If the area or space is useful, just tear down the old building(s) and put new ones in its places using the latest and best planning methods or else return it to Nature.

    I propose that we engage in a long-term phase of ‘constructive destruction‘ wherein we tear down very many of the old, useless, and decrepit buildings, shuttered factories, decaying neighborhoods, and so on and put better things in their place or even return those areas to natural greenspace. Luckily this is occurring in some areas of the USA, but not at nearly a quick enough pace. This will serve to create many jobs, since it would take literally decades to remove, rebuild, and/or retrofit many of the old buildings and areas which were rashly built in the last 100+ years of mass-industrial fervor.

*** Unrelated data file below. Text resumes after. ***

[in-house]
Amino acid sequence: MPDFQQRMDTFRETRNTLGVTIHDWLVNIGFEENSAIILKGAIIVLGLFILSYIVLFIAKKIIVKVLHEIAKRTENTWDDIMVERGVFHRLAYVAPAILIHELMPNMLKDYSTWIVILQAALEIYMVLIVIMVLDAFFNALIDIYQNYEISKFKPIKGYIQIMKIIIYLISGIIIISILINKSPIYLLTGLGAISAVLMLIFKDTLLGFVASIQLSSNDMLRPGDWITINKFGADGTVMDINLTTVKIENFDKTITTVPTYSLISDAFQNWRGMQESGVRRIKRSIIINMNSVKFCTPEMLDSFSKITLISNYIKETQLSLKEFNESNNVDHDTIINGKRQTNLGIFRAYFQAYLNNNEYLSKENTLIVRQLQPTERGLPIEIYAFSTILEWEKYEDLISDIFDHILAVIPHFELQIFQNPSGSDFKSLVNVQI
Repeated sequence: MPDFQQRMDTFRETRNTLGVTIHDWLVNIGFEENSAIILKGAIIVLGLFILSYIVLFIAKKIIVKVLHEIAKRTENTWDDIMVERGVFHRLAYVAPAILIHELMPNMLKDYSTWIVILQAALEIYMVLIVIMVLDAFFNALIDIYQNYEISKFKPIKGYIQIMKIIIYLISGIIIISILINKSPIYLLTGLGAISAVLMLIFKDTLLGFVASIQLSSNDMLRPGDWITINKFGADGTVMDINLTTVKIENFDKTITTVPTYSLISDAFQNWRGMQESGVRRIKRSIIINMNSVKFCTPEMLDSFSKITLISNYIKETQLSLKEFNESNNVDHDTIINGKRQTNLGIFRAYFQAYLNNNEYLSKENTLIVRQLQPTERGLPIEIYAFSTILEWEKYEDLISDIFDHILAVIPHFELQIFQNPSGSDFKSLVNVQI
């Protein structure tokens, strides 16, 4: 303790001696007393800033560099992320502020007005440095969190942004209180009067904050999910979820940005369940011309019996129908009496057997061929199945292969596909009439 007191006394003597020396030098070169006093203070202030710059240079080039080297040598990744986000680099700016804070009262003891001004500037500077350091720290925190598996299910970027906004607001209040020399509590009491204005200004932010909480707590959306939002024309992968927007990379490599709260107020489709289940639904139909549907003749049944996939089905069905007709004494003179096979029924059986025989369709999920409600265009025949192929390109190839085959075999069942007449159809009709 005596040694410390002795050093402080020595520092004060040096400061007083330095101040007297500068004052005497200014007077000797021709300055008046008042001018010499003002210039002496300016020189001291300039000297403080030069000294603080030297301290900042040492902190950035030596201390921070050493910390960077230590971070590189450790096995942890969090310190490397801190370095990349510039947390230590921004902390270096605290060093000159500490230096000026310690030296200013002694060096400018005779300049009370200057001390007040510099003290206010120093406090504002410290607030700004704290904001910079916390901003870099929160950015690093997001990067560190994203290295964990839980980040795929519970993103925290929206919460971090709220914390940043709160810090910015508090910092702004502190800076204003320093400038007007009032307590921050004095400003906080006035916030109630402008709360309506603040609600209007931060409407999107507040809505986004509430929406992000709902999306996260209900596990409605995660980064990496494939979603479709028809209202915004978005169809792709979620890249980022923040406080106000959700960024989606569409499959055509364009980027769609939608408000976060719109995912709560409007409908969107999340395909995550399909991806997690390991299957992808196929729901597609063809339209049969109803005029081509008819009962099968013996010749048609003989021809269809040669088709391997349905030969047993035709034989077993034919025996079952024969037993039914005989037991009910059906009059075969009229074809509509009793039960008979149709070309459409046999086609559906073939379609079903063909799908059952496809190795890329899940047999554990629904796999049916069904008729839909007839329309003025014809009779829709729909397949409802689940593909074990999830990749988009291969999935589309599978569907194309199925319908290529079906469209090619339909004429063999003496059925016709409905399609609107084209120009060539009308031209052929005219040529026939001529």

For instance, if we take an old factory which has been closed down for decades, a building (or buildings) which is nothing but an ugly scar on the landscape that attracts crime and creates pollution: we could employ dozens if not hundreds of people to descend upon the site and tear the old factory down, being very careful to fully recycle any potentially reusable materials. After the process of destroying/dismantling the site is finished, local/community planners could be employed to find various ways to re-utilize the newly opened up space. If there is no need for new industry or jobs in the area, the site could simply be turned in to ‘ecodense’ housing (if it is needed), or a public park, or it could be reforested, or a school could be built, or a local lake/reservoir could be dug there, or even large public garden(s) or orchards could be created, and so on and so forth. The possibilities are literally wide open, because obviously anything is better put in the place of ugly, blighted, and abandoned buildings or old factories.

  3. Some people have actually started to do this in some areas of the USA — in Michigan and other post-industrial areas: